In the community where I live there is a chain convenience store that sells gas and is open 24 hours, 7 days a week.  There is also a full service gas station that is closed after 6 pm and on Sundays.  The service station is run by a man named Duane Thomas and his nephew Jason Randolph.

When you pull up to the pump, one of them comes out, asks what you need, pumps your gas, cleans the windshield, chats about the weather and tells you to have a good day or evening.  At the chain store, you can have access to more candy and cokes, but nobody is quite as cheerful or glad to see you as at Thomas’ Service Station.

One morning I stopped at Thomas’ to get gas on my way to work.  I asked for $10 worth of gas and after he pumped it, Mr. Thomas waited patiently for me to dig through my wallet.  I only had a $5 bill!

I apologized, handed him the five and asked if he needed me to run home and get the rest or if it would be okay for me to come back after work.  He said, “Oh, after work is fine.  Don’t worry, it’s all right.”

Then, he stopped and said, “Do you have money for lunch?” He handed me back my five and said, “Don’t give me your lunch money, just bring it to me this evening.”

I am a Thomas’ Service Station customer for life.

In support of local brick and mortar businesses everywhere,  Cinda Baxter runs the 3/50 Project.  The 3/50 Project suggests that people who support independently owned businesses choose three each month at which to spend a total of $50.  Most of us will spend $50 a month on various purchases anyway, so why not support independent business owners at the same time?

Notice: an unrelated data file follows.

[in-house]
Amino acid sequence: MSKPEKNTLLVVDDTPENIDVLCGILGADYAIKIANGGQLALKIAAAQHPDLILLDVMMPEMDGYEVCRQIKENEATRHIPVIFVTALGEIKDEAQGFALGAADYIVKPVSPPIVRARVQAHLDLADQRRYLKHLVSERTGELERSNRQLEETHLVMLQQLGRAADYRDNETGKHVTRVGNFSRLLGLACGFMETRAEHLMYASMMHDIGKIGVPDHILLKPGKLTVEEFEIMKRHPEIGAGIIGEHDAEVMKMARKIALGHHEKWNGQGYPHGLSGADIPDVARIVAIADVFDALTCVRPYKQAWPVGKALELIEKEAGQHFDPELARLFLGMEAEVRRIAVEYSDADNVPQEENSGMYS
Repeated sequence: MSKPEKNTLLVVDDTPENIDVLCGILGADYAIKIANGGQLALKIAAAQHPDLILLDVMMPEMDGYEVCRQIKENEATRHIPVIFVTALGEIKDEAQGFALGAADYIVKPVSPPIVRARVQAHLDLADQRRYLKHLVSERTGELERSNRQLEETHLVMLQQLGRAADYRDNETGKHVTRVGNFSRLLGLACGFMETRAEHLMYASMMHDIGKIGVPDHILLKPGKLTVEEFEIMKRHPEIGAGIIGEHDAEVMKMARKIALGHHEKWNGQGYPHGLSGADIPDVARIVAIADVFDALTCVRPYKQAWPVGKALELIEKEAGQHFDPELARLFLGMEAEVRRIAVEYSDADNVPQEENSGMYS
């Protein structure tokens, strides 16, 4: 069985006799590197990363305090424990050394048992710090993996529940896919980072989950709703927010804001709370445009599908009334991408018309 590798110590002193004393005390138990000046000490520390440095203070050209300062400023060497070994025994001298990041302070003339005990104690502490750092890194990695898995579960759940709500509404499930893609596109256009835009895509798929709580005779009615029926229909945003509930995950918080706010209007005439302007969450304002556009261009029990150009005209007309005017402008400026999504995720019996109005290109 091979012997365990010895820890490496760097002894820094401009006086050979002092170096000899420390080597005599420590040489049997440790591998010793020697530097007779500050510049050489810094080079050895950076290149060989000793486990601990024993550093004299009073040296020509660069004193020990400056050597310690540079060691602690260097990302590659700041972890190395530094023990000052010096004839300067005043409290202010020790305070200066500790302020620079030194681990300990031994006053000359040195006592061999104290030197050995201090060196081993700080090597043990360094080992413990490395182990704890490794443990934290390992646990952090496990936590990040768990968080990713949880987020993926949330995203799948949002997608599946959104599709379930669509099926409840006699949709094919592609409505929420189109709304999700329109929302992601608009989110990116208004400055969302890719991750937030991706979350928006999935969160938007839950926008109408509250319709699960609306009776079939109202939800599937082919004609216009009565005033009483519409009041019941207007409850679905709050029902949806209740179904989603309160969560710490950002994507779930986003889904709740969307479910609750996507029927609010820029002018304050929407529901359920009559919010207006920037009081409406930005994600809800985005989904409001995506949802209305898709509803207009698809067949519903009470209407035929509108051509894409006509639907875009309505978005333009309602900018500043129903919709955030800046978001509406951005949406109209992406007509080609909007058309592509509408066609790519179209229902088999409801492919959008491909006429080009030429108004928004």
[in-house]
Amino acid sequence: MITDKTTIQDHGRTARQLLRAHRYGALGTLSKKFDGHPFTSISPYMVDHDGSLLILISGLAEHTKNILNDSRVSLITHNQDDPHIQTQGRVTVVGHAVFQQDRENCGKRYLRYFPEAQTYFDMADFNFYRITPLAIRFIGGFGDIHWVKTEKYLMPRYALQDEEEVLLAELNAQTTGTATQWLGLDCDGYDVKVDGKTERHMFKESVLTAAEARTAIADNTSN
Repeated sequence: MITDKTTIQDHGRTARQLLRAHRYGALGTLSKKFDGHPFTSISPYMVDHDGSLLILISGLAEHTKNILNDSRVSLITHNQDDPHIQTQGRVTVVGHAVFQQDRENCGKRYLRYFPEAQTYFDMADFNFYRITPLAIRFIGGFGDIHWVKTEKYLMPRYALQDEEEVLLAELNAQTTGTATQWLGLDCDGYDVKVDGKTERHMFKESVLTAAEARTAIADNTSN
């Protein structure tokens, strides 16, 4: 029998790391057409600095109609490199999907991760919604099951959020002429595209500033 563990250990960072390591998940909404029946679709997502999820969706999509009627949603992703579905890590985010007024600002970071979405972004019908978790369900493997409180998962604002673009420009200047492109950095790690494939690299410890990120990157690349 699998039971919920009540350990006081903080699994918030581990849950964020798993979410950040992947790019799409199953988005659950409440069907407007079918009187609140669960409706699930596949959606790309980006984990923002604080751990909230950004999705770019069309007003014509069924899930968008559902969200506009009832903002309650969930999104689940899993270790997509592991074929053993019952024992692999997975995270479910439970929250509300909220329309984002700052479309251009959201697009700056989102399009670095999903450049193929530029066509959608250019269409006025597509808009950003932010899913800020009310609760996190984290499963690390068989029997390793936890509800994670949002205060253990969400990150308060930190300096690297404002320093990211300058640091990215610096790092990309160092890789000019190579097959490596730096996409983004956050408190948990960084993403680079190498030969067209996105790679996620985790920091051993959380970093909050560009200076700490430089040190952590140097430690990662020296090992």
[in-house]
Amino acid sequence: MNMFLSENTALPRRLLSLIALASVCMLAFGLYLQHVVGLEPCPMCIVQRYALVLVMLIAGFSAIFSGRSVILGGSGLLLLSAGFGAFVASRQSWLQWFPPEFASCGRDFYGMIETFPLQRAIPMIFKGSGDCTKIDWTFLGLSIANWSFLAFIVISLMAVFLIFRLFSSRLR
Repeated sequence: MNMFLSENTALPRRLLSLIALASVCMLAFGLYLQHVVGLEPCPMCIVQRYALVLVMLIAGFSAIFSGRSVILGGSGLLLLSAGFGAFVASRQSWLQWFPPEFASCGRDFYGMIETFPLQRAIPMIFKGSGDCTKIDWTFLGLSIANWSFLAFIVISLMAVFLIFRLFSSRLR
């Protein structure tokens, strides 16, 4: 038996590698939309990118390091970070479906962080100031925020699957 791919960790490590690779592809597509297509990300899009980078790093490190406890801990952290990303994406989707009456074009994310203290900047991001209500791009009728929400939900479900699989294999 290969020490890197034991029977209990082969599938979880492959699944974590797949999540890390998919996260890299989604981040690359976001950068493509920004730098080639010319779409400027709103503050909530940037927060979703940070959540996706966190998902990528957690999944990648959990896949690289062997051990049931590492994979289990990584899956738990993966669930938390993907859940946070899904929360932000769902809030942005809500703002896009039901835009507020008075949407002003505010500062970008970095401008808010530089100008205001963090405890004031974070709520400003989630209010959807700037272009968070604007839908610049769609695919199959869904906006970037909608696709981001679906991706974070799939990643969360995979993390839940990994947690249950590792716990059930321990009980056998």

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Practices for Perpetuity

Several weeks ago, I saw this on Twitter: “Use of the word sustainable is unsustainable.”  Joining the ranks of green, eco-friendly and all too many other buzzwords, sustainable is quickly becoming a word I try to avoid in writing simply because it is so overused as to be nearing cliche status.   Even worse, once a term becomes a buzzword it begins to invite suspicion.

Avoiding the word though, doesn’t mean I don’t support the movement that spawned the overuse of the word.  My favorite businesses are those that follow practices don’t necessarily encourage growth, but that are designed in such a way the business can exist for years to come without exhausting resources.  In every town there is a store or a restaurant that has been operated by the same family for generations.  Those businesses were sustainable long before it was a buzzword.

The recent economic difficulties should provide a lesson in the results of  un-sustainability.  Constant growth of towns, of profits, of home sizes, of home prices simply cannot continue.  There is a ceiling whether we choose to see it or not and when we choose to not see it, we may crash into it painfully.

Sometimes, the outlook for our society seems so grim, I cannot see a solution.  Then I will read about or meet an entrepreneur or farmer or writer who is making a change in the way things are done.  Perhaps they are delivering their products or services in a new, novel way or refusing to grow in order to maintain the business they built conscientiously or choosing to make less money so that they can make a difference for people instead.  I see young professionals fearlessly starting their own businesses because the employment landscape doesn’t suit them.

Focusing on people who choose to improve the way business is conducted, who work to make sure resources are used responsibly, who are not afraid to make a living by approaching their chosen profession from a new angle will help the rest of us have the courage to make a difference ourselves.